Modern Greek stems directly from the Attic koinē and dates from the fall of the Byzantine Empire in 1453. The official language of Greece and one of the official languages of Cyprus, Modern Greek is spoken today by about 12 million people, chiefly in Greece and the Greek islands (10 million speakers), Turkey (600,000), Cyprus (550,000), and the United States (390,000). The Greek language has not changed much in its long history. The differences are largely in pronunciation and vocabulary, but they also include divergences in grammar. Modern Greek, for example, has absorbed a number of loan words from Turkish and Italian, although its vocabulary is essentially that of Ancient Greek.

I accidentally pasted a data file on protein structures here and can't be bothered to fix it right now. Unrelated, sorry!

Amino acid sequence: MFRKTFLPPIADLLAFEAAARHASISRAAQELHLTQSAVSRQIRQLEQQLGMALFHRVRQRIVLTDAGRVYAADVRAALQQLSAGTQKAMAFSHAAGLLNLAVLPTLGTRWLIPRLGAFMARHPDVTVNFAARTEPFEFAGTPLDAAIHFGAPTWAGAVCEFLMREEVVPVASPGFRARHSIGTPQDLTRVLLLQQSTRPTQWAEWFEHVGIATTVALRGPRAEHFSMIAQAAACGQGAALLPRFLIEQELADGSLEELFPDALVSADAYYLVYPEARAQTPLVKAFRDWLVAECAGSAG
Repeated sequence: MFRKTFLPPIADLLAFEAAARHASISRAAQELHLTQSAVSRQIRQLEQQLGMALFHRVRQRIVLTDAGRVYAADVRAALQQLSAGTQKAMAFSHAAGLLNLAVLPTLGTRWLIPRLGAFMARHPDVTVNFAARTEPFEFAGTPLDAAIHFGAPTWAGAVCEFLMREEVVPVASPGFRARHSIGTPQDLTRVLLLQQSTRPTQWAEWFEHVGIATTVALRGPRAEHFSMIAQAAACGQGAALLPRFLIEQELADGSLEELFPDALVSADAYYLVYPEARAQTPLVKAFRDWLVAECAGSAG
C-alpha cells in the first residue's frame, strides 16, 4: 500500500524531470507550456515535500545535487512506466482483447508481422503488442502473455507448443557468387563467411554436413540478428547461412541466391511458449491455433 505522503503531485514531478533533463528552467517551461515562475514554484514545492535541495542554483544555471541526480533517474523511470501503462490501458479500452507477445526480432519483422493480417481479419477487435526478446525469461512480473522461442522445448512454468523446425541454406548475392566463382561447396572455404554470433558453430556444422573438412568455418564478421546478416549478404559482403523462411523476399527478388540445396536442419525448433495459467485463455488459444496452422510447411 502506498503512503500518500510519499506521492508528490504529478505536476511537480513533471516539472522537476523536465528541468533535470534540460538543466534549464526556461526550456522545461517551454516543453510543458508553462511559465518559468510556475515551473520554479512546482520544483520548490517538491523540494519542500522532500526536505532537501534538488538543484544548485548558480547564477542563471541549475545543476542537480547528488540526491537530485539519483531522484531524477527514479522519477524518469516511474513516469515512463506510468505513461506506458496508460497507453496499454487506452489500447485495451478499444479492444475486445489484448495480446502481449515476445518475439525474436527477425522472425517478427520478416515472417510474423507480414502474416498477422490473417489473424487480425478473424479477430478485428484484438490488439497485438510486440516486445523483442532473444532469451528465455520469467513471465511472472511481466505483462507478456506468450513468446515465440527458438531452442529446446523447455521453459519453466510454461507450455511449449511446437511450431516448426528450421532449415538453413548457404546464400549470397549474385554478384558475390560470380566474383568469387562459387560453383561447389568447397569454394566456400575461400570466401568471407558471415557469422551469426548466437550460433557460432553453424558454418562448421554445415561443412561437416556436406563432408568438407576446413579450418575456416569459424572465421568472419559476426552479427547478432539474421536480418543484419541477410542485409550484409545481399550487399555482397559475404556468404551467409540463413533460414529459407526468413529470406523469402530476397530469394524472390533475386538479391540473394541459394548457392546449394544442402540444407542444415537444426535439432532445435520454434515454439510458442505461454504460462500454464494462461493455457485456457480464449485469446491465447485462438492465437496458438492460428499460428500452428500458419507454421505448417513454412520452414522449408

The spoken form of Modern Greek, however, differed markedly from the written form until recently. The latter, referred to as katharevousa, was used by the government, the schools, and the mass media until the mid-1970s and is much more like Ancient Greek than the spoken form, which is called dēmotikē. Dēmotikē, the language of popular speech, has more foreign loan words and a simpler grammar than katharevousa. Although a literature in dēmotikē developed during the 20th cent., it was not until 1976 that it was accepted as the official written Greek language (see Greek literature, modern).